Photo: Dolce & Gabbana

FASHION NEWS

Let’s stop making rules about the women who can or can’t advertise clothes

Photo: Dolce & Gabbana

Banning skinny models is virtue-signalling. The real change happens when Dolce & Gabbana quietly hires an average-sized woman for a campaign, says Sali Hughes

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By Sali Hughes on

I can’t remember a time when a fashion image stopped me in my tracks, least of all one from an advertising campaign in a mainstream glossy magazine. But that’s exactly what happened this weekend, when I spotted a new advert for Italian fashion house Dolce & Gabbana and stared at it for several minutes in sheer disbelief. On one hand, it bore many of the hallmarks of a classic fashion shot – a beautiful model with flawless skin and unfeasibly shiny hair, standing in an idyllic location and wearing a £2,000 frock. But this was immediately different from every other shot in the preceding pages. The model was a size 16, posing next to a market stall of food and (gasp) looking cheerful about it.

So, why did I find myself feeling so pathetically grateful for what is, in many ways, a pretty generic fashion shot, published with the aim of making money, when more explicitly body-positive fashion initiatives are being announced to greater fanfare? Then I realised it was the advert’s sheer ordinariness that made it so edifying. The campaign isn’t for a plus-size range, but for Dolce & Gabbana’s main line; the elegant black lace frock is neither boob-out hyper glamour, nor sweet, cosy and demure (the two personas “plus-size” models are ordinarily allowed to project). Model Alessandra Garcia Lorido (a UK-average size 16) isn’t being wheeled out in custom-made clothes as the star novelty in a catwalk show in need of headline-chasing shock tactics. The fashion house hasn’t made some solemn pronouncements about the advert, or announced any plans to begin a crusade, or even elaborated on their casting decision. They’ve just run a photograph of an extraordinarily beautiful woman in a bigger-than-sample-size dress, available to anyone rich enough to buy it.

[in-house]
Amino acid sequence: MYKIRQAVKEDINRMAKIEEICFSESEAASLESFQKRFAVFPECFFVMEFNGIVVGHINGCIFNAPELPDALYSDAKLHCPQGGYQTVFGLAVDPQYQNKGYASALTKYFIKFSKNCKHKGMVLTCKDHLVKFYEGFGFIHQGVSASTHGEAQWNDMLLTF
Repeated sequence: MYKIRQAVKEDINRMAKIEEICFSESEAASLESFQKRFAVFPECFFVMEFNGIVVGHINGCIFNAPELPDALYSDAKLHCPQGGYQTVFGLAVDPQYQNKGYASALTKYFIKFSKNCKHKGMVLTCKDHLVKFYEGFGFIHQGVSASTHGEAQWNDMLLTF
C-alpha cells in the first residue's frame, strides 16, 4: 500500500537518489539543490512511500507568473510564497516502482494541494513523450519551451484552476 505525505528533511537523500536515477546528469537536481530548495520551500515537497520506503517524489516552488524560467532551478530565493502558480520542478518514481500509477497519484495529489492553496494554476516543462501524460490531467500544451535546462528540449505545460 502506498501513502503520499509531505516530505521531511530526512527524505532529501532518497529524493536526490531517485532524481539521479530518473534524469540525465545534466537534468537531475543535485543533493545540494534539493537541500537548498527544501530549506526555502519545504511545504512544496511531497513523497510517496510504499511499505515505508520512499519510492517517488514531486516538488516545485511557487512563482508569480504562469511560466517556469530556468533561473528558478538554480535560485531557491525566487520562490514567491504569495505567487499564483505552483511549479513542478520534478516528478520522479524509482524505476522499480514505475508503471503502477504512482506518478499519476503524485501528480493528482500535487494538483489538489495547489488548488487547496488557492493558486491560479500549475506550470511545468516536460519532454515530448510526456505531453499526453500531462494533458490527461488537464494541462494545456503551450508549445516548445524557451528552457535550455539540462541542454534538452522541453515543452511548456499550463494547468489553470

Broader, more newsworthy and ostensibly more important initiatives have been announced in the past month alone, but I can’t help but feel them a cynical substitute for more useful body-positive policies. Fashion conglomerate LVMH-Kering recently announced their new charter and, within it, a pledge to ban the use of size-zero models in their campaigns. Politicians, when looking for a cheap virtue-signalling headline during silly season, are prone to calling anyone over a size 6 “a real woman”, as though thin women are replicants, and more curvaceous women, like Christina Hendricks, are somehow more relatable. Both grab some headlines and appear, at face value, to be on the side of the average woman, but in reality only serve to shift the blame on to the vast number of working models that the fashion industry has, until now, prized to the exclusion of others.